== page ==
I spent the weekend talking, talking and talking with old friends, new ones and managing to put faces to names, such as fellow bloggers. Due to the socialising I only managed to get to one presentation and found it very interesting.

The layouts being shown were of a high standard and the commercial representation was good, too good, my bank balance is certainly lower.

Here are a few photos of Bullenbung Creek, the other two layouts were very nicely detailed and sceniced On30, one Australian themed (sorry I can't remember the name) and the other was the Charging Moose US Oregon style of Geoff Nott and John Montgomary. I didn't take a tripod and due to the nature of the scenery on the layouts I was only able to take photos of Bullenbung Creek as it was flat and I do time exposures. I was allowed to place my camera on the roads near the front of the layout. I also took a couple of videos using a small video camera of the sports variety which doesn't have a screen. Unfortunately all I got was a black screen with sound. The video camera wouldn't work until I deleted both files, I have no idea what happened and I was looking forward to seeing the videos.

Attendees were asked to bring along a model to show so I took a NSWGR Distant Signal, more on that in a later post. The models ranged across scales and prototypes but were invariably of a high standard.

Throughout the weekend there were many lucky door prize draws based on your registration number, the prizes being donated by various commercial interests, those in attendance and some that were not present.

The dinner on the Saturday night was excellent both the company around the table and the food. The after dinner speaker (Ian White I believe) was incredibly funny as he described the trials and tribulations of building his own 2 foot gauge railway on a country property.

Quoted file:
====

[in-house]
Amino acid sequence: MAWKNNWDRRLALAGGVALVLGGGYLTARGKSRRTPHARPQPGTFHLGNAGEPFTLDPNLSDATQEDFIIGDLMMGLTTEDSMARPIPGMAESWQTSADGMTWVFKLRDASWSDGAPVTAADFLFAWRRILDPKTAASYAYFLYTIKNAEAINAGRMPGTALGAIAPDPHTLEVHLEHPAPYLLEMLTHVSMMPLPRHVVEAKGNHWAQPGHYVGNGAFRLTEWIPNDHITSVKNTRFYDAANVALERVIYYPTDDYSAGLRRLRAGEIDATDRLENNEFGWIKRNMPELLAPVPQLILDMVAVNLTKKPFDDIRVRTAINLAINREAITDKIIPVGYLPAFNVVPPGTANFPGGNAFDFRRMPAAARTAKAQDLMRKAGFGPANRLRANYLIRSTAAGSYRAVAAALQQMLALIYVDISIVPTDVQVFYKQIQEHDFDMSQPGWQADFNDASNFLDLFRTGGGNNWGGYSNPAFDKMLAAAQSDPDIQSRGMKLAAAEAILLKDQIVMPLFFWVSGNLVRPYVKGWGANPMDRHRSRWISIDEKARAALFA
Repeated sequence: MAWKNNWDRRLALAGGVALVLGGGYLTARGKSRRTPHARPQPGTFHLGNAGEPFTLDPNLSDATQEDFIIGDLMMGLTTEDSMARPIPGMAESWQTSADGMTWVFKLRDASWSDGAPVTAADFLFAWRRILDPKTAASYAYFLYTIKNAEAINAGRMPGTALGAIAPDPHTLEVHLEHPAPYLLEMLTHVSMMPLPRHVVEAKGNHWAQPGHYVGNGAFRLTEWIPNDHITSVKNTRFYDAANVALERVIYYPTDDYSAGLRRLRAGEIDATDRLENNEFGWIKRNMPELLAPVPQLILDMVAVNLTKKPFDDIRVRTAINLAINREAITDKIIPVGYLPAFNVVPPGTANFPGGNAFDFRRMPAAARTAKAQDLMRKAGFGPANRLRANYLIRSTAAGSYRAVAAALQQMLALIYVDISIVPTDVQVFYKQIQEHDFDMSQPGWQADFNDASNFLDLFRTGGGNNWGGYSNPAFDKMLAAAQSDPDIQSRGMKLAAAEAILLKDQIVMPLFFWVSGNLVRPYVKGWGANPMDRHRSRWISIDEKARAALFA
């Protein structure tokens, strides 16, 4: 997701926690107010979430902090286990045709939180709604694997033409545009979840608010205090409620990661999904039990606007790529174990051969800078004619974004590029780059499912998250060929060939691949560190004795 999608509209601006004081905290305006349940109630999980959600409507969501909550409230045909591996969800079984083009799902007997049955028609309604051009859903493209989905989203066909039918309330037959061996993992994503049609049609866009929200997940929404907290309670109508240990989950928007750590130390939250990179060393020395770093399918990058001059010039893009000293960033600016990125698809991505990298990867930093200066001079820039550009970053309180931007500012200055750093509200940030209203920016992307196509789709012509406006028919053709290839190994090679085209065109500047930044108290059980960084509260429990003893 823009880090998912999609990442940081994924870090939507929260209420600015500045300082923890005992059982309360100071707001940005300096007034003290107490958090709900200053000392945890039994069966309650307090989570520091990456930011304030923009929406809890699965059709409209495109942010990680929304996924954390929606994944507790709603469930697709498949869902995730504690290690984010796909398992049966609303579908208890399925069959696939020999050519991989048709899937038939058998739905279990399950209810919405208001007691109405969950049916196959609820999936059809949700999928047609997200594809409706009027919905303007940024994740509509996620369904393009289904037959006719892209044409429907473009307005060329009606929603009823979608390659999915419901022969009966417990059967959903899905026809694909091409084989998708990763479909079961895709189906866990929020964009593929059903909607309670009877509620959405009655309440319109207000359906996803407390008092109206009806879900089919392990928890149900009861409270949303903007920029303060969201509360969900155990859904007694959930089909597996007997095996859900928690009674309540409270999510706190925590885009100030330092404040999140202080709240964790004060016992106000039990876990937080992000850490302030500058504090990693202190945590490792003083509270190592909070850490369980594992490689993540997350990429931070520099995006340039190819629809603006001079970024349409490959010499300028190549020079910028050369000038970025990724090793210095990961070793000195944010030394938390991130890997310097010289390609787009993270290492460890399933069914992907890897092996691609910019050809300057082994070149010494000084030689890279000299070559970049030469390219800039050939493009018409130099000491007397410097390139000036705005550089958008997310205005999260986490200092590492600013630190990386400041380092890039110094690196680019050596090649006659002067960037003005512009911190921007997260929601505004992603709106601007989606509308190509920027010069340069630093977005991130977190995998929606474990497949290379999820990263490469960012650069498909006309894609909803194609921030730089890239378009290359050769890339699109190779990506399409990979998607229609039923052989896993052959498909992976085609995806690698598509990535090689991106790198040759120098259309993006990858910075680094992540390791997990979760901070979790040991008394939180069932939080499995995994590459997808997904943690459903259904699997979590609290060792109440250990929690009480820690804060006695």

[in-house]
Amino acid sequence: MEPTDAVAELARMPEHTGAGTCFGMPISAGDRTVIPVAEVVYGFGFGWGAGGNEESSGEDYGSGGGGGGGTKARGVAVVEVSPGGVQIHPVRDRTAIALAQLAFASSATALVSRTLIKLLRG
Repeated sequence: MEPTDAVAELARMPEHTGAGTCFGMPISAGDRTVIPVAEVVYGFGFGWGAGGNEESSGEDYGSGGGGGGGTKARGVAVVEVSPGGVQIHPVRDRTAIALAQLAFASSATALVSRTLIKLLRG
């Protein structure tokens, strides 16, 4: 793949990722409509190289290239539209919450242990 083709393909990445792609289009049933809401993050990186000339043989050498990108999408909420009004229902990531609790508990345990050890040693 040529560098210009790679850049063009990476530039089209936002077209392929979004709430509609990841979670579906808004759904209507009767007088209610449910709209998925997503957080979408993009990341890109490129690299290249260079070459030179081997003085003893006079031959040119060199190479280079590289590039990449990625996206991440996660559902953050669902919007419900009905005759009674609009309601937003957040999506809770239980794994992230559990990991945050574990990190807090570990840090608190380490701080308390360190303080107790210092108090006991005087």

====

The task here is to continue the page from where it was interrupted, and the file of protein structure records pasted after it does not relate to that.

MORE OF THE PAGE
Chris and I arrived home from the convention yesterday afternoon after staging our trip south over three days. As some may know Chris has back issues and we need to stop very hour or two so that she can get out and move around to loosen up. So we left the convention on Sunday afternoon, drove around Armidale and then down to Tamworth for an overnight stay.

On Monday we stopped in at Werris Creek so that I could investigate the 1972 station building colours and take more photos and dimensions of the refreshment room building. I will give an update on the blog soon. This done we again headed south to Singleton.

On Tuesday morning we drove into Maitland and surprised Chris' 93 year old mother and her sister who go there to have a coffee. After lunch we set off home.

We will certainly be going to the next convention, all in all, a great five days away.

Sunday, November 2, 2014

Werris Creek Station - More Colour Information

Today I received an email from Tony McIlwain with a number of photos attached.

Thank you Tony, they were very much appreciated and useful.